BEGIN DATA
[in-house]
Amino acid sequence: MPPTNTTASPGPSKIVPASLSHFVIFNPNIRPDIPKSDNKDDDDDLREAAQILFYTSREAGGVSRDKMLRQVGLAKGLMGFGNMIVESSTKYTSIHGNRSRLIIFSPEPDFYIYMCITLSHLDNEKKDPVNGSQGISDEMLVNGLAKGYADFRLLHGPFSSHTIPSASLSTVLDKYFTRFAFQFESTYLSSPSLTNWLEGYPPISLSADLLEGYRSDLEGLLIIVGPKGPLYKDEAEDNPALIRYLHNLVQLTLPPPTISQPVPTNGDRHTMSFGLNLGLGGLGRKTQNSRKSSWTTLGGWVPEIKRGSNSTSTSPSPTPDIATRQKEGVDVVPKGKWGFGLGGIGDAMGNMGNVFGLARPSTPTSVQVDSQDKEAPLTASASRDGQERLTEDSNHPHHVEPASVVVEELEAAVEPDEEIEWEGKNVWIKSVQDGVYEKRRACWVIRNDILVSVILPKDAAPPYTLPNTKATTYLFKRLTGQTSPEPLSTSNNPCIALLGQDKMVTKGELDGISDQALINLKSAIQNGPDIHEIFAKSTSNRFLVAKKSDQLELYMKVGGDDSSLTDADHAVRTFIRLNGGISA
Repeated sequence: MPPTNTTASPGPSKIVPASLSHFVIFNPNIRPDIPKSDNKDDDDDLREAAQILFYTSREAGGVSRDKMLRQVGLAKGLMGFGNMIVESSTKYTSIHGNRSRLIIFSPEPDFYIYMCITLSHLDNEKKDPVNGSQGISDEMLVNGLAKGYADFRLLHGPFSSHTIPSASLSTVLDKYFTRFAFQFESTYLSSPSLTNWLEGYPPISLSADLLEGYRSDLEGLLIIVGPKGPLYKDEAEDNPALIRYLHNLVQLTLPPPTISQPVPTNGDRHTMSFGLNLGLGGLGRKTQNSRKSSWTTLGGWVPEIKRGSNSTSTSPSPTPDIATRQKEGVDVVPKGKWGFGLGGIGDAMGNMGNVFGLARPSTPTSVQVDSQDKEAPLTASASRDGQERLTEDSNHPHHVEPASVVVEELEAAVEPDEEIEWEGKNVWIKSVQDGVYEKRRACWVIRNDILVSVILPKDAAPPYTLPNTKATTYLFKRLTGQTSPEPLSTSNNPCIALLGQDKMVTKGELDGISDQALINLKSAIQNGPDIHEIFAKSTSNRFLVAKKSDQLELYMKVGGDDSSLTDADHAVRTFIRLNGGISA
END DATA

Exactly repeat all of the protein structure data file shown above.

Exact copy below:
[in-house]
Amino acid sequence: MPPTNTTASPGPSKIVPASLSHFVIFNPNIRPDIPKSDNKDDDDDLREAAQILFYTSREAGGVSRDKMLRQVGLAKGLMGFGNMIVESSTKYTSIHGNRSRLIIFSPEPDFYIYMCITLSHLDNEKKDPVNGSQGISDEMLVNGLAKGYADFRLLHGPFSSHTIPSASLSTVLDKYFTRFAFQFESTYLSSPSLTNWLEGYPPISLSADLLEGYRSDLEGLLIIVGPKGPLYKDEAEDNPALIRYLHNLVQLTLPPPTISQPVPTNGDRHTMSFGLNLGLGGLGRKTQNSRKSSWTTLGGWVPEIKRGSNSTSTSPSPTPDIATRQKEGVDVVPKGKWGFGLGGIGDAMGNMGNVFGLARPSTPTSVQVDSQDKEAPLTASASRDGQERLTEDSNHPHHVEPASVVVEELEAAVEPDEEIEWEGKNVWIKSVQDGVYEKRRACWVIRNDILVSVILPKDAAPPYTLPNTKATTYLFKRLTGQTSPEPLSTSNNPCIALLGQDKMVTKGELDGISDQALINLKSAIQNGPDIHEIFAKSTSNRFLVAKKSDQLELYMKVGGDDSSLTDADHAVRTFIRLNGGISA
Repeated sequence: MPPTNTTASPGPSKIVPASLSHFVIFNPNIRPDIPKSDNKDDDDDLREAAQILFYTSREAGGVSRDKMLRQVGLAKGLMGFGNMIVESSTKYTSIHGNRSRLIIFSPEPDFYIYMCITLSHLDNEKKDPVNGSQGISDEMLVNGLAKGYADFRLLHGPFSSHTIPSASLSTVLDKYFTRFAFQFESTYLSSPSLTNWLEGYPPISLSADLLEGYRSDLEGLLIIVGPKGPLYKDEAEDNPALIRYLHNLVQLTLPPPTISQPVPTNGDRHTMSFGLNLGLGGLGRKTQNSRKSSWTTLGGWVPEIKRGSNSTSTSPSPTPDIATRQKEGVDVVPKGKWGFGLGGIGDAMGNMGNVFGLARPSTPTSVQVDSQDKEAPLTASASRDGQERLTEDSNHPHHVEPASVVVEELEAAVEPDEEIEWEGKNVWIKSVQDGVYEKRRACWVIRNDILVSVILPKDAAPPYTLPNTKATTYLFKRLTGQTSPEPLSTSNNPCIALLGQDKMVTKGELDGISDQALINLKSAIQNGPDIHEIFAKSTSNRFLVAKKSDQLELYMKVGGDDSSLTDADHAVRTFIRLNGGISA